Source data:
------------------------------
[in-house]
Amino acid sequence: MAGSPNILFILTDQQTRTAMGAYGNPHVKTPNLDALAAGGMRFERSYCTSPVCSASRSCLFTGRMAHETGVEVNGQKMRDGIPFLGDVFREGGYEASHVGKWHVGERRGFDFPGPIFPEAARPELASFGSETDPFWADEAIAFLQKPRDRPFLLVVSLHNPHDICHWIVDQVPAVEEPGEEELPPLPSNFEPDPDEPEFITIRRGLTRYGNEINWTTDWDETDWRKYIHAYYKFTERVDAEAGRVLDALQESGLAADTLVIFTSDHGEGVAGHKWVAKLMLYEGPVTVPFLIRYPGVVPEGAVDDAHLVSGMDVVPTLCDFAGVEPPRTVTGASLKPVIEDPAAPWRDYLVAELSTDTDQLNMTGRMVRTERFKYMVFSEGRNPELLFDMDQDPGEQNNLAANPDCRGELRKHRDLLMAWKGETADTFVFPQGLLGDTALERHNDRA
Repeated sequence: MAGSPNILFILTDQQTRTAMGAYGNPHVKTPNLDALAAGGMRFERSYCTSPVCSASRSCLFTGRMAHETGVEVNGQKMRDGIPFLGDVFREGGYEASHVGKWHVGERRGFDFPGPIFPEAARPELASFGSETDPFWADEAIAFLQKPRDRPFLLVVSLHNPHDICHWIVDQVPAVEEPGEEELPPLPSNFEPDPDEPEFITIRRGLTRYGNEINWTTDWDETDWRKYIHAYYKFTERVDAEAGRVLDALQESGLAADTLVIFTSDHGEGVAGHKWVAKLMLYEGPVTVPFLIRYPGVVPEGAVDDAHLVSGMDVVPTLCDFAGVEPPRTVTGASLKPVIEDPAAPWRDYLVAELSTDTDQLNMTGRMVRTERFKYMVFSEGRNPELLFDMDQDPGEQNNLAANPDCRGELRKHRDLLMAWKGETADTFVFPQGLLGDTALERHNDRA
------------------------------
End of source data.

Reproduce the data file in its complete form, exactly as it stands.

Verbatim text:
[in-house]
Amino acid sequence: MAGSPNILFILTDQQTRTAMGAYGNPHVKTPNLDALAAGGMRFERSYCTSPVCSASRSCLFTGRMAHETGVEVNGQKMRDGIPFLGDVFREGGYEASHVGKWHVGERRGFDFPGPIFPEAARPELASFGSETDPFWADEAIAFLQKPRDRPFLLVVSLHNPHDICHWIVDQVPAVEEPGEEELPPLPSNFEPDPDEPEFITIRRGLTRYGNEINWTTDWDETDWRKYIHAYYKFTERVDAEAGRVLDALQESGLAADTLVIFTSDHGEGVAGHKWVAKLMLYEGPVTVPFLIRYPGVVPEGAVDDAHLVSGMDVVPTLCDFAGVEPPRTVTGASLKPVIEDPAAPWRDYLVAELSTDTDQLNMTGRMVRTERFKYMVFSEGRNPELLFDMDQDPGEQNNLAANPDCRGELRKHRDLLMAWKGETADTFVFPQGLLGDTALERHNDRA
Repeated sequence: MAGSPNILFILTDQQTRTAMGAYGNPHVKTPNLDALAAGGMRFERSYCTSPVCSASRSCLFTGRMAHETGVEVNGQKMRDGIPFLGDVFREGGYEASHVGKWHVGERRGFDFPGPIFPEAARPELASFGSETDPFWADEAIAFLQKPRDRPFLLVVSLHNPHDICHWIVDQVPAVEEPGEEELPPLPSNFEPDPDEPEFITIRRGLTRYGNEINWTTDWDETDWRKYIHAYYKFTERVDAEAGRVLDALQESGLAADTLVIFTSDHGEGVAGHKWVAKLMLYEGPVTVPFLIRYPGVVPEGAVDDAHLVSGMDVVPTLCDFAGVEPPRTVTGASLKPVIEDPAAPWRDYLVAELSTDTDQLNMTGRMVRTERFKYMVFSEGRNPELLFDMDQDPGEQNNLAANPDCRGELRKHRDLLMAWKGETADTFVFPQGLLGDTALERHNDRA